Tufts Robotics wins international competition at Trinity College

Faizan Muhammad poses with a robot outside of Tisch Library on April 23, 2018. Madeleine Oliver / The Tufts Daily

On April 7 and 8, the Tufts Robotics Club attended the Trinity College Fire Fighting Robot Contest, hosted by Trinity College in Hartford, Conn., where they won the Olympiad tournament in both the team and individual categories.

According to club president Ryan Stocking, a senior, this year’s success in the Olympiad marks the team’s fourth win since 2014. Stocking said he believes the win demonstrates the competence and effectiveness of Tufts Robotics as a whole.

“I think it’s something that shows our success, because we have students who were on the Olympiad team who had never done robotics before,” Stocking said. “To have them be part of team that can win at an international competition is pretty impressive. It’s an indication of our effectiveness at teaching people robotics.”

This particular contest has both a mechanical robot competition and a trivia-based olympiad. Tufts Robotics competed in both.

Sophomore Amel Hassan explained that preparation for the physical robot portion of the competition began as early as September.

“We started designing the robot at the beginning of the year,” Hassan said. “The first thing we did was look at what the competition expected from us and then we created our own maze for testing.”

According to the contest website, every participating team had to submit a robot that could navigate a maze and extinguish a lighted candle, meant to model a house fire, placed at the center. Prizes were awarded based on which robot managed this task the fastest and in the most cost-effective way possible.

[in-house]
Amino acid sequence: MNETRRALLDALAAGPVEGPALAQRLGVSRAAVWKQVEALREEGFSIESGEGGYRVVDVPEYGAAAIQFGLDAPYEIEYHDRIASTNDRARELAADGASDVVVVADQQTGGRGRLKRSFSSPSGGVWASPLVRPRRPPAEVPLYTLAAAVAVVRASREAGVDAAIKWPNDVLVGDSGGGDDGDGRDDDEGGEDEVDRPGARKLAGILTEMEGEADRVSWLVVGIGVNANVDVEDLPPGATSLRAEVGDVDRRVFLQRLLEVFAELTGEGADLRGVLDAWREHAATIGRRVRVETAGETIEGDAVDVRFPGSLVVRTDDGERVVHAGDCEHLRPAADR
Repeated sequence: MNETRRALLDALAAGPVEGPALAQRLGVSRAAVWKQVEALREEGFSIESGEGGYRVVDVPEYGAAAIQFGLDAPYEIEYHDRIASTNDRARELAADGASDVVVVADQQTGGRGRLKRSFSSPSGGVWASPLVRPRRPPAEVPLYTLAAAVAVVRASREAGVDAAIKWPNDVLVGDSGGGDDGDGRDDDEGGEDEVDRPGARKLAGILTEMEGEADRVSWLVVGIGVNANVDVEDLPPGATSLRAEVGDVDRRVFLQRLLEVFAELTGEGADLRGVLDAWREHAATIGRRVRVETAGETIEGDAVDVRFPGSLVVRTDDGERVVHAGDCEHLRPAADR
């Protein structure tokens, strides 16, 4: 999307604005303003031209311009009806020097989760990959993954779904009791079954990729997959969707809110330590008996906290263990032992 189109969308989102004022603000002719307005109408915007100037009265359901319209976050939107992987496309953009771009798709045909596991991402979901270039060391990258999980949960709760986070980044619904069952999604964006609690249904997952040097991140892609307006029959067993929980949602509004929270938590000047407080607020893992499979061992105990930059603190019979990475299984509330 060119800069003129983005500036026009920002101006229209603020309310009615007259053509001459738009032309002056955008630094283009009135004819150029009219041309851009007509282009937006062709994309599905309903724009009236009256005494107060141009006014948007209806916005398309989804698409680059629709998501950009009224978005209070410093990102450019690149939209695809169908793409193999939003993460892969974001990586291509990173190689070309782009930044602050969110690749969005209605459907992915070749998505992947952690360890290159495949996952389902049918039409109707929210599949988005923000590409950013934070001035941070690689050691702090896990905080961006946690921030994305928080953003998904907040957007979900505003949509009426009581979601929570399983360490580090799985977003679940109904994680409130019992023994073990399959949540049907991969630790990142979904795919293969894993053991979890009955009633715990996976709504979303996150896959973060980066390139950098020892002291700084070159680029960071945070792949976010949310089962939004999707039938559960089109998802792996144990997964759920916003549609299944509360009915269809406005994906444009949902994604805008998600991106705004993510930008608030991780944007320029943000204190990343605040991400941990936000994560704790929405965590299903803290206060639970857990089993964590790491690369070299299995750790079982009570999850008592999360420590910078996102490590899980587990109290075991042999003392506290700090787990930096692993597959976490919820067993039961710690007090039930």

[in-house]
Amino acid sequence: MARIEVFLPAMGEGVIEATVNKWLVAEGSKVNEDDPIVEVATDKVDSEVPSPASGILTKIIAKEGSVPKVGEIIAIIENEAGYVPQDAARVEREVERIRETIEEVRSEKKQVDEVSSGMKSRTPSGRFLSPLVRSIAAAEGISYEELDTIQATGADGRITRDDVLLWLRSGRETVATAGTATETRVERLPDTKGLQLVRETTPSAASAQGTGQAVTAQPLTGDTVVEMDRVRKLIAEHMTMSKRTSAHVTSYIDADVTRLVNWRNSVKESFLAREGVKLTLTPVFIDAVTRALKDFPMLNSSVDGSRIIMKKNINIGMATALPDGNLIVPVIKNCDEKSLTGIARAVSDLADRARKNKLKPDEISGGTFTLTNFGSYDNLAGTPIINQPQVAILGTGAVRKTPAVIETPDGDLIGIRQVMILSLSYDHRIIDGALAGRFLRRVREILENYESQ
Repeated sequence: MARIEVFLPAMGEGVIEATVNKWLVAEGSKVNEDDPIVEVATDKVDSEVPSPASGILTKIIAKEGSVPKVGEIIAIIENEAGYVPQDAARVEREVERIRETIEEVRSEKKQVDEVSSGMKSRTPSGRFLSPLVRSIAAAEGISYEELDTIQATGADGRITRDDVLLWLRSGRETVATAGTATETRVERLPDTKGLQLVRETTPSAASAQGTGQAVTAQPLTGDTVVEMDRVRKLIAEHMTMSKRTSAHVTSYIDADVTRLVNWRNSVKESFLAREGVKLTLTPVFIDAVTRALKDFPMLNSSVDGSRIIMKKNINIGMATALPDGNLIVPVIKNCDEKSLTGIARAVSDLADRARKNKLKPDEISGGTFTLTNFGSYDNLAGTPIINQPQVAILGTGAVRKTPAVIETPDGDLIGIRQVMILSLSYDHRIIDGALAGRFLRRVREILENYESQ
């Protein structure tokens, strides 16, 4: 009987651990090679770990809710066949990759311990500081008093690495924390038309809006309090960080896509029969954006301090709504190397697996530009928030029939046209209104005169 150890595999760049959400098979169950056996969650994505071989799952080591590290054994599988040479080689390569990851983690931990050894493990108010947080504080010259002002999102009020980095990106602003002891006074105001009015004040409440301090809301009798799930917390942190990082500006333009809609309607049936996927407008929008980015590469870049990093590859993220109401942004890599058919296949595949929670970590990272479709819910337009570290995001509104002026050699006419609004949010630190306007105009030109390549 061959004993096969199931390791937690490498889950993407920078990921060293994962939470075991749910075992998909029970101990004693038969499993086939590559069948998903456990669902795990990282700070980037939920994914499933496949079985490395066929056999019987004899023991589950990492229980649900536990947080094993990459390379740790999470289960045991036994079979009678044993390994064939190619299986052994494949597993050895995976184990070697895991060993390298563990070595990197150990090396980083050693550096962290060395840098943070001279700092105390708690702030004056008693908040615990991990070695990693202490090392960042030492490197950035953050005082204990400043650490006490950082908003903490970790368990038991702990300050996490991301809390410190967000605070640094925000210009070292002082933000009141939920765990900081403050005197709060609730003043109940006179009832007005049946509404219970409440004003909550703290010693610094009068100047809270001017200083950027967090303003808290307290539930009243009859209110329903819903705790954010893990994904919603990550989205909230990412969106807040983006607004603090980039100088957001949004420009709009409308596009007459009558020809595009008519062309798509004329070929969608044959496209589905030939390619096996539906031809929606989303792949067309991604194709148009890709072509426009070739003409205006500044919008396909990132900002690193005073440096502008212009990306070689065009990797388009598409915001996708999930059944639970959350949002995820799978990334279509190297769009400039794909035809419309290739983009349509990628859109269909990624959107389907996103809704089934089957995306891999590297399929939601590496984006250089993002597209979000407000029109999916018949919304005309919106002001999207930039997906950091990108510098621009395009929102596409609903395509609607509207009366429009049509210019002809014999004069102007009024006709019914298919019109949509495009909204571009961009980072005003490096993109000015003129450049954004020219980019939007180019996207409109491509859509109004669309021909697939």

In order to navigate the maze, Tufts Robotics engineered a robot that followed the right wall of whatever corridor it was in. A fire extinguisher was attached to the robot to put out the flame.

“The basic algorithm behind the robot tried to make it hug the right wall so that it would continuously go around the maze to find the candle,” Hassan said.  

Hassan and her teammates said they engineered the robot to turn on and off remotely.

“We needed something called a ‘kill switch’ that turns the robot off completely with one plug. Then we had a sensor that could start the robot in response to a really high-pitched noise,” Hassan said.

The Olympiad portion of the contest required contestants to respond to an array of engineering questions pertinent to robotics. The questions drew from a variety of engineering disciplines, including mechanical engineering, electrical engineering and computer science.  

This year’s individual Olympiad winner Faizan Muhammad, a sophomore, said that members of the Tufts team are well-equipped to succeed in the Olympiad due to the way engineering is taught here.

Tufts has historically been really good with theoretical stuff,” Muhammad said. “It’s simply due to the way we are taught here.”

Muhammad hopes that Tufts’ success at this tournament will attract new recruits to the club.  

“We are really trying to reach out to the community because robotics is one of the most interdisciplinary engineering clubs on campus,” Muhammad said. “If you are a computer science person, there is something you can do. If you are are electrical engineer, there is something you can do. Even for environmental engineers, there is something you can do. There is lots of cool potential here.”